[parentView addSubview:view];

Sample[98633:70b] -[UIView superlayer]: unrecognized selector sent to instance 0x9073640 Sample[98633:70b] *** Terminating app due to uncaught exception 'NSInvalidArgumentException', reason: '-[UIView superlayer]: unrecognized selector sent to instance 0x9073640' *** First throw call stack: ( 0 CoreFoundation 0x017e57e4 __exceptionPreprocess + 180 1 libobjc.A.dylib 0x015658e5 objc_exception_throw + 44 2 CoreFoundation 0x01882843 -[NSObject(NSObject) doesNotRecognizeSelector:] + 275 3 CoreFoundation 0x017d5b0b ___forwarding___ + 1019 4 CoreFoundation 0x017d56ee _CF_forwarding_prep_0 + 14 5 UIKit 0x002987ea -[UIView(Internal) _addSubview:positioned:relativeTo:] + 1097 6 UIKit 0x0028bada -[UIView(Hierarchy) addSubview:] + 56 7 Zoof 0x00002c3f main + 639 8 libdyld.dylib 0x01dca70d start + 1 ) libc++abi.dylib: terminating with uncaught exception of type NSException

Adding the view as a subview is apparently not safe. Darn.

What's happening is that addSubview: ends up calling _addSubview:position:relativeTo: in which an ivar is accessed directly off the first argument. That is what causes the kaboom. Let's look at another example to see the issue in more detail.

Ivars and Proxies Do Not Mix

@interface Stringish : NSObject
@property (nonatomic, copy) NSString *string;
@end

@implementation Stringish
- (BOOL)isEqual:(Stringish *)object
{
  return [_string isEqualToString:object->_string];
}

- (NSInteger)hash
{
  return [_string hash];
}
@end

Passing a proxy in for the object parameter in the isEqual: method will cause the program to crash because the implementations reads an ivar right off of it. You can't forward/proxy ivar-lookup. It will try to poke right into the object's innards as if it were what it claimed to be.
Here's how the isEqual: method is going to be compiled. 

- (BOOL)isEqual:(Stringish *)object
{
  Ivar ivar = class_getInstanceVariable([Stringish class], "_string");
  ptrdiff_t offset = ivar_getOffset(ivar);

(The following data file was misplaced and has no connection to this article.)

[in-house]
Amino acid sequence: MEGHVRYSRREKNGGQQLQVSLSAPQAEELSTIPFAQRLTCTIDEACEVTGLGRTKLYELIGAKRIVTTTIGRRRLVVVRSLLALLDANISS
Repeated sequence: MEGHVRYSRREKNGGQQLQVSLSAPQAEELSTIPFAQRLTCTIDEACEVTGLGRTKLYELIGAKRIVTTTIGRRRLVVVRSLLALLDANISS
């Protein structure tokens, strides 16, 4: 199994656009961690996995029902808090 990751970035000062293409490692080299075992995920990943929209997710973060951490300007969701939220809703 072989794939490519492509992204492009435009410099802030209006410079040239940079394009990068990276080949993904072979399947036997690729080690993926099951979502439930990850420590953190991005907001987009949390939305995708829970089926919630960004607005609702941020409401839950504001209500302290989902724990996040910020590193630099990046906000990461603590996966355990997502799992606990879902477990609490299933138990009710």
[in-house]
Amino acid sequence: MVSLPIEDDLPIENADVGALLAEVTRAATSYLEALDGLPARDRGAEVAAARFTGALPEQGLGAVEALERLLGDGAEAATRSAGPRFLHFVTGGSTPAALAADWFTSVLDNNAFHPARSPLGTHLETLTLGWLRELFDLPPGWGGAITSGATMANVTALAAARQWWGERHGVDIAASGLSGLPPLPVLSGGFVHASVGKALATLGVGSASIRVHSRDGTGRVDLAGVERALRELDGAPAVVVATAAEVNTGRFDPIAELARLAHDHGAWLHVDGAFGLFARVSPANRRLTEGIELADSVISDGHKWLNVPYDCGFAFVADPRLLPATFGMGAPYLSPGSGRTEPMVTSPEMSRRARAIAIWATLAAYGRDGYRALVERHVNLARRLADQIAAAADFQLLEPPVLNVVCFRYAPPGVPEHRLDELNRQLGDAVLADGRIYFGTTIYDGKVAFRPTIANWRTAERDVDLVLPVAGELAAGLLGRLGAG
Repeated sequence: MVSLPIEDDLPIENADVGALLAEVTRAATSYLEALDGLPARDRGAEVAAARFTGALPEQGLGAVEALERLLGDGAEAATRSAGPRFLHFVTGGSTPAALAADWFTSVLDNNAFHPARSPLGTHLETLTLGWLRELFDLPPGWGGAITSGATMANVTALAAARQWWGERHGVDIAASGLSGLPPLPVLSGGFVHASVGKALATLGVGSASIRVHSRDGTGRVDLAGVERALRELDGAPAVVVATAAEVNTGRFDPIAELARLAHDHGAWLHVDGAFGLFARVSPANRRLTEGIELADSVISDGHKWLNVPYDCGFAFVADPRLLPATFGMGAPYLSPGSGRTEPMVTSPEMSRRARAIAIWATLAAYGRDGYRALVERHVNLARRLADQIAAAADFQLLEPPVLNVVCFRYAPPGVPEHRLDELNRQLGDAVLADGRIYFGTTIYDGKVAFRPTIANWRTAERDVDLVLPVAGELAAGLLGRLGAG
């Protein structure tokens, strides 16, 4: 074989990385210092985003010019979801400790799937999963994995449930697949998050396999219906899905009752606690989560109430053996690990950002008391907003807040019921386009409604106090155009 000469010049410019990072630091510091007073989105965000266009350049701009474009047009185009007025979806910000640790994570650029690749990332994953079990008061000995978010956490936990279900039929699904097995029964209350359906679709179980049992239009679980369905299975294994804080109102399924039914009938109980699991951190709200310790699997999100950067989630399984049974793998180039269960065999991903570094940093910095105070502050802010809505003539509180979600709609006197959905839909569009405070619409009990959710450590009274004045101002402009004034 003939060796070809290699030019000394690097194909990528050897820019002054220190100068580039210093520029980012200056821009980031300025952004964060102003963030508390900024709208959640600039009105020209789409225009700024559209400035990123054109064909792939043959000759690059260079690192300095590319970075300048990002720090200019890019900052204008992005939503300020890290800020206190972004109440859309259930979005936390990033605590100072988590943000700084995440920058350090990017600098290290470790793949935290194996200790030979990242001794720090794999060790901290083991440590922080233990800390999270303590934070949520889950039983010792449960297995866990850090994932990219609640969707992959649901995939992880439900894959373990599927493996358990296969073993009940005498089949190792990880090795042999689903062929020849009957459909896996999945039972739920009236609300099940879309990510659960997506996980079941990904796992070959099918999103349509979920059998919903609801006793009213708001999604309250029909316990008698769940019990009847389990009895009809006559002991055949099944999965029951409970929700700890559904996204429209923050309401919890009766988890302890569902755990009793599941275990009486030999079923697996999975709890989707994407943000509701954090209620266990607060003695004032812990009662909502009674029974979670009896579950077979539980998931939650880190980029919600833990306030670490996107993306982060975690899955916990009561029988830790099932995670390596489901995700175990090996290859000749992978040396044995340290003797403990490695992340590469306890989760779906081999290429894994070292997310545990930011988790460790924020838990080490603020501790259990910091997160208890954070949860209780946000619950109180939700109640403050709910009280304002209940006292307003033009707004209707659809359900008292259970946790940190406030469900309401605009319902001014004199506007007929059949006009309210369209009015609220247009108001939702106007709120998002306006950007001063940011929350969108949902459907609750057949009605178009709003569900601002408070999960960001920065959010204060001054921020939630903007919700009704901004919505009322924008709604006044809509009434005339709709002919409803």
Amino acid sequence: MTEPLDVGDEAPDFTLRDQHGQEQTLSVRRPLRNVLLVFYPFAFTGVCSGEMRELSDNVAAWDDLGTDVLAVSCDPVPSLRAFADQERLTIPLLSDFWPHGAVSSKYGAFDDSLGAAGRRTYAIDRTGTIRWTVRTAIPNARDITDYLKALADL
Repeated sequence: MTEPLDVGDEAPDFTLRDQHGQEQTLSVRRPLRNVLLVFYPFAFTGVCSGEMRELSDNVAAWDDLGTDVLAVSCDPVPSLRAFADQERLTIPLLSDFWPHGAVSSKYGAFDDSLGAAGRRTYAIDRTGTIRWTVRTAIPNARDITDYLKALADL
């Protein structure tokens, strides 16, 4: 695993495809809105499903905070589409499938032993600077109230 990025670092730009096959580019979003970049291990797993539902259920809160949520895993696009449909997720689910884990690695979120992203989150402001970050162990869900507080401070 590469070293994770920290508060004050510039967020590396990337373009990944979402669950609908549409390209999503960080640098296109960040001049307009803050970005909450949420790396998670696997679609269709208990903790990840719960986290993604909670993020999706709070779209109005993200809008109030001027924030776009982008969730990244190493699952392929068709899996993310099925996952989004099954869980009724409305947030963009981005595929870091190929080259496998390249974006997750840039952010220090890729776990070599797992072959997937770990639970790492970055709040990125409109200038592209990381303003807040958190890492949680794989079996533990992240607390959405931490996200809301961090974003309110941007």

NSString *selfString = *(id __strong *)((__bridge void *)self + offset);
  NSString *objectString = *(id __strong *)((__bridge void *)object + offset);

  return [selfString isEqualToString:objectString];
}

If object is actually a proxy then it will obviously why it crashes. There simply is no ivar at that location or if there is, it will be some ivar of the proxy object itself and still be wrong.
The previous example suffered the same fate. The addSubview: call ends up trying to pull out the layer instance variable but it reaches into the proxy and finds the proxied view instead. Total bummer.

Runtime Functions and Proxies Do Not Mix

The proxying and forwarding all discussed so far occurs through objc_msgSend, the invocation of selectors. Any functions that try to tap into the object directly will not work! You can implement class on the proxy to "pretend" that it is some other class but you won't find a way to fool object_getClass.

Similarly if you use class_getMethodImplementation to get an IMP for an object of class Foo and then call the IMP directly on a proxy-to-Foo you are going to have a bad time.

Proxy Interfaces not Implementations

The lessons and the rule above paint a very clear picture. Don't proxy over specific implementations, classes, but instead proxy only over protocols. If you do then you will always be safe. This is similar to "program to an interface not an implementation" in the exact way that doing the latter inadvertently couples the code to unexpected and uncontrollable implementation details.

The one place this rule is easily broken is in tests where you can handle the lack of safety and account for it the few times that it rears its ugly head. However this is something you definitely don't want to risk in product code or the application with die a bitter death when it hits rare/untested code-paths or Apple releases a new OS X that changes an implementation. The latter is unavoidable; don't risk it.

An Implicit Protocol For Everyone

After looking at the forwarding path we find that Core Foundation injects a few subtle assumption into the world. All classes must implement some subset of the forwarding path or madness ensues (the exact madness is revealed in the final showing of the forwarding path). We have seen that forwarding explicitly deals with four methods.

  • forwardingTargetForSelector:
  • methodSignatureForSelector:
  • forwardInvocation:
  • doesNotRecognizerSelector:

It also can indirectly call resolveClassMethod: and resolveInstanceMethod: but those aren't quite the same.